Like the prosecution DRE expert, the defense expert acknowledged that smoking marijuana can affect the smoker's ability to process information, time and distance perception, tracking and maintaining a position in the road, reaction time, and decision making, all of which are important for driving. Yet he noted that marijuana users tend to achieve the desired degree of calmness and do not overdo it. Users tend to adjust their behavior to the effects of the marijuana and, for example, studies demonstrate that marijuana users are more often pulled over for driving too slowly than too fast because they overcompensate by driving slowly. He reported that a study conducted in the Netherlands by means of a series of highway tests found no significant difference between sober drivers and those who had smoked marijuana, except in their ability to maintain a straight path with an average sway from side to side of one to two inches. This study and others emphasize it is inadvisable to try to predict effects based on blood concentrations alone.

The defense expert considered defendant's disruptive behavior following the collision. He concluded that none of his antics were consistent with the effects of marijuana. His behavior would lead him to suspect PCP (phencyclidine) or amphetamine use.

During cross-examination, the defense expert admitted snorting cocaine at a break during a trial in which he was testifying as an expert. He was planning to drive home after his testimony. He also admitted that he liked to try the drugs about which he testified.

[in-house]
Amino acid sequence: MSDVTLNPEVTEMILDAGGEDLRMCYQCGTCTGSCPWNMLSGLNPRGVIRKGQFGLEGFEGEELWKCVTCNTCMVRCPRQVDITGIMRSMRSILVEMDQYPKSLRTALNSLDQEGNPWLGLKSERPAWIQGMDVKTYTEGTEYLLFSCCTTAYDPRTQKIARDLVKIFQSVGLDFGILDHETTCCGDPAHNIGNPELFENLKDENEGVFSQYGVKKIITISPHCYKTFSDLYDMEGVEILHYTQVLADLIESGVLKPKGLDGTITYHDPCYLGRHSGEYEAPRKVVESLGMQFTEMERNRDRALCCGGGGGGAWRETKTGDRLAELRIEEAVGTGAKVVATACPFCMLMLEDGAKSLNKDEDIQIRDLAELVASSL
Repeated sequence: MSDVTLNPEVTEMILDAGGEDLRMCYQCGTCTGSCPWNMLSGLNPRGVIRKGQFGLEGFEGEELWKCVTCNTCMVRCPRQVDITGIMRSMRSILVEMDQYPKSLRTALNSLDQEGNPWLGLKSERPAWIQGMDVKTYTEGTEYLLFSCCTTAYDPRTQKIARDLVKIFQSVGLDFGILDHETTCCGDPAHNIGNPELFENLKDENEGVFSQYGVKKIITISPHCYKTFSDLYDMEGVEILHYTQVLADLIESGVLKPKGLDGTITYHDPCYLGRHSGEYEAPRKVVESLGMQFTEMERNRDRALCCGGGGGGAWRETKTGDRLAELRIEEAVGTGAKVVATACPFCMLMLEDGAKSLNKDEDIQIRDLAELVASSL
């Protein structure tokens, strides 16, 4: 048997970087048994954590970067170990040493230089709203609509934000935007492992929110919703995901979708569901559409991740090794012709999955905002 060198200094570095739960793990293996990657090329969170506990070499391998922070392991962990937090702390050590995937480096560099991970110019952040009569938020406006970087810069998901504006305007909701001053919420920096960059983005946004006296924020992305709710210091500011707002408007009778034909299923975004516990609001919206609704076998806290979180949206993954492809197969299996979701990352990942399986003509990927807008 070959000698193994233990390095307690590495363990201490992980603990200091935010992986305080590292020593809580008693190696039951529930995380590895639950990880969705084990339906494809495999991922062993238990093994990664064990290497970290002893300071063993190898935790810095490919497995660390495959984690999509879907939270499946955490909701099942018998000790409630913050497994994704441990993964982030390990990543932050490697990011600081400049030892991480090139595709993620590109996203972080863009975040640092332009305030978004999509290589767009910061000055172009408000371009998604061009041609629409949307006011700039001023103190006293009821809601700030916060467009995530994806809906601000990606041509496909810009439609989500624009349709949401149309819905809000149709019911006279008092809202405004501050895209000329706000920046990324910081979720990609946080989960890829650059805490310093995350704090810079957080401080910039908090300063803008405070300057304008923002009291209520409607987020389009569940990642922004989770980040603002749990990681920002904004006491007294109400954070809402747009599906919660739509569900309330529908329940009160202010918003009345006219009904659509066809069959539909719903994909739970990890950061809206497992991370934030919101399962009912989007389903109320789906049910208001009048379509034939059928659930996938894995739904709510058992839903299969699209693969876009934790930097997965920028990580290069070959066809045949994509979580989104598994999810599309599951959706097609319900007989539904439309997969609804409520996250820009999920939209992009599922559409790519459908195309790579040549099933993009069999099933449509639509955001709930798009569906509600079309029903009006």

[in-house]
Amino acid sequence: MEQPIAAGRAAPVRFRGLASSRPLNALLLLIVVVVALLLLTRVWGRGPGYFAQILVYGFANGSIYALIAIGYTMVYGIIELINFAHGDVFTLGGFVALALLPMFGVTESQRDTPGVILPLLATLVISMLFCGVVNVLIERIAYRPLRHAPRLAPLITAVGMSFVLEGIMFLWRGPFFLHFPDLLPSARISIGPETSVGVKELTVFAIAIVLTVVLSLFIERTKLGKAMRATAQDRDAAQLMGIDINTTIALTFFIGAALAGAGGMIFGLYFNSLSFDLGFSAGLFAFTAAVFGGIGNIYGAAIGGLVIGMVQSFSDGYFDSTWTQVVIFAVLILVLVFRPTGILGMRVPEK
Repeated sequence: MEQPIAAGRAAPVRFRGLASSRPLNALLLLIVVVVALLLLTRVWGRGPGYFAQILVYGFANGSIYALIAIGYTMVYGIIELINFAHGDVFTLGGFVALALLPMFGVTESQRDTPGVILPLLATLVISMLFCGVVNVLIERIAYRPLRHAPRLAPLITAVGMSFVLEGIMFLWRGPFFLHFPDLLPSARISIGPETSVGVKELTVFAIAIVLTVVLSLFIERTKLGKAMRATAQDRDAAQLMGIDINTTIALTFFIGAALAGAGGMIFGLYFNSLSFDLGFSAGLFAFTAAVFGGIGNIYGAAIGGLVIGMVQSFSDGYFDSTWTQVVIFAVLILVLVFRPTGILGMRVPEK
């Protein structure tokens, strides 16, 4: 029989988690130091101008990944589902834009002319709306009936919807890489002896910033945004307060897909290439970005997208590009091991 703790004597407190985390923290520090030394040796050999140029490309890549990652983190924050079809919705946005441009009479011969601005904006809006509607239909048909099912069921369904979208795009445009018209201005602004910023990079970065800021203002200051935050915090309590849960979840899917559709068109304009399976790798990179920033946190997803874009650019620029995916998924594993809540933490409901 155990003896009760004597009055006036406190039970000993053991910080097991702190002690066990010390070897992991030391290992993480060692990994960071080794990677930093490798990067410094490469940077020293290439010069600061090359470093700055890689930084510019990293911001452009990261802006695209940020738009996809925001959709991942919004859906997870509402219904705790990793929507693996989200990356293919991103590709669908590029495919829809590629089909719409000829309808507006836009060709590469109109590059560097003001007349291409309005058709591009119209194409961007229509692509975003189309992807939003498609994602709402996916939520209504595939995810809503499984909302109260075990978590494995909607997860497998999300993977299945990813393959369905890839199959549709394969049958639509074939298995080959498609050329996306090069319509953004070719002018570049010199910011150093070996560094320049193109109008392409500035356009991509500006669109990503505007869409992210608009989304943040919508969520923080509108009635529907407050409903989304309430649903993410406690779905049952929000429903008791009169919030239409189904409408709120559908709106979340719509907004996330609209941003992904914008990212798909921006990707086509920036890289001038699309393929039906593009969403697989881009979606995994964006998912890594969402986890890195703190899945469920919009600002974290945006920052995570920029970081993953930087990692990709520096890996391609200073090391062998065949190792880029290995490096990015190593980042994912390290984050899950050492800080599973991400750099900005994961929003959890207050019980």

The defense also offered the testimony of its own accident reconstruction expert. He described the grade and curves of Foresthill Road immediately preceding the site of the collision and calculated the maximum speed a vehicle could safely navigate those curves ("critical speed"). Whereas the first curve was sharper than the second, he calculated the critical speed was between 50 and 58 miles per hour followed by an 8 percent grade. The critical speed of the second curve was between 64 and 73 miles per hour. The roadway was wet and defendant's tires were in fair condition.

He opined that defendant had not made a left turn across the westbound lanes. Rather, he believed the left rear tire had lost adhesion with the road due to hydroplaning; that is, where water buildup in front of the tire cannot be dissipated by its grooves so a layer of water remains between the tire and the road, which lessens the coefficient of friction and the tire no longer makes traction with the road. The immediate "left turn" that occurred was consistent with the left rear tire having less adhesion than the right rear tire such that the right rear tire's rotational energy was applied to just one side and propelled the vehicle to the left rather than forward. The steep hill increased the need for traction.

The expert also pointed out that the pickup has 60 percent of its weight in the front and 40 percent in the back, thereby making it more likely that on a wet road the back would not be able to stay in contact with the road. He contrasted the pickup with the Ford Crown Victoria driven by the People's DRE expert, which, with its special police package, has a more even distribution of weight.

Thus, the defense expert opined that it was a loss of traction, rather than driver input, that was the most likely cause of the accident. He noted that defendant had successfully navigated the sharp curve before accelerating up the steep grade, and it was unlikely he would have accelerated suddenly on the grade. ...